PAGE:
Food, Design

Tutti Frutti

Food architects Sam Bompas and Harry Parr are known for their immersive culinary experiences. Their full on feasts for the senses challenge perceptions of food. Most recently they have set their creative sights on London’s Kew Gardens.

This summer Kew is running the IncrEdibles festival – a set of events and installations that showcase the multitude of edible plants in the Gardens, aiming to broaden visitors’ relationships with what they eat. As part of the season Bompas & Parr have been invited to transform the iconic Palm House Pond. The outcome is a floating pineapple island, banana grotto and fantastical fruit salad boating lake – this is the first time in over 100 years that boats are allowed on a pond at Kew.

Along with the gigantic gold pineapple the island houses an installation by LA-based sonic artist Mileece, whose work promotes ecology through technology. She has installed plants hooking them up to sensors which interpret their electro-magnetic radiation and transforms this into sound. The plants react to their surroundings (including people) and create a soundtrack for the space. In addition menswear designer Kit Neale has designed prints and uniforms inspired by the extensive archive of illustrations at Kew.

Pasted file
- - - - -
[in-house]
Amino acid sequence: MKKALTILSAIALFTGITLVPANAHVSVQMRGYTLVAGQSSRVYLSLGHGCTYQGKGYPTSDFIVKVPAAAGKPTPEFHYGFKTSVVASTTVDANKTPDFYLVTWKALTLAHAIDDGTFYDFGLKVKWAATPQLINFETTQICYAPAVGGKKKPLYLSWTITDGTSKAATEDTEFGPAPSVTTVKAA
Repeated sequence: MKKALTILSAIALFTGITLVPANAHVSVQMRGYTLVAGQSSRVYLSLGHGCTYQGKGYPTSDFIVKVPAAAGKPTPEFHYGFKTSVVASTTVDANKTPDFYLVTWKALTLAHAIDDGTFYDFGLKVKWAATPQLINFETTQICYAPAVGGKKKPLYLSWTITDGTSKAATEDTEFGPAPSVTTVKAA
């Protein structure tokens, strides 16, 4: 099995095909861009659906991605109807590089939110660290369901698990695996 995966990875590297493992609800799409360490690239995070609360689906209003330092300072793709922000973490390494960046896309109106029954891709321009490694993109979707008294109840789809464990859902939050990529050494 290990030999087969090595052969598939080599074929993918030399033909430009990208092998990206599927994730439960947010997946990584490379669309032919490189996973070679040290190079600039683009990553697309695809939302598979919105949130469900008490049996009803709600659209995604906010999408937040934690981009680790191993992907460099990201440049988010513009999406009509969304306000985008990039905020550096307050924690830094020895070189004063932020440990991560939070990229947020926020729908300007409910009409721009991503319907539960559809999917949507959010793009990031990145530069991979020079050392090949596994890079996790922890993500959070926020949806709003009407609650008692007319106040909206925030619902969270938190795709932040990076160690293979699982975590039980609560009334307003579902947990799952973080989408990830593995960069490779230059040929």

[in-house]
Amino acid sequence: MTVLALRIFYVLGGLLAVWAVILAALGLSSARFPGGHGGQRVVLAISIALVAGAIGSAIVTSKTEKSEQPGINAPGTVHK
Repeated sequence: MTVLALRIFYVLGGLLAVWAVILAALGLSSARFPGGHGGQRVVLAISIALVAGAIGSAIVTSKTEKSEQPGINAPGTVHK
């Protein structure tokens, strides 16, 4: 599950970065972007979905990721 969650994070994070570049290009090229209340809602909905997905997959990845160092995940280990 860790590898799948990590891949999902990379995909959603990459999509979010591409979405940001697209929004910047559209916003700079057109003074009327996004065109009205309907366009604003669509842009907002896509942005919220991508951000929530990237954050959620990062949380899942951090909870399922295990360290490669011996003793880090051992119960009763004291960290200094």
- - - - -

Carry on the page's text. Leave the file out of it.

Fun-filled and slightly bizarre, the point of the project is to draw attention to the plants that we eat. The season reflects a growing global concern with the origins of what we consume, whether this is food or other goods. Sustainability has become a hot topic as the future of our world is questioned and it is encouraging to see creatives lending a hand to highlight these pervasive issues.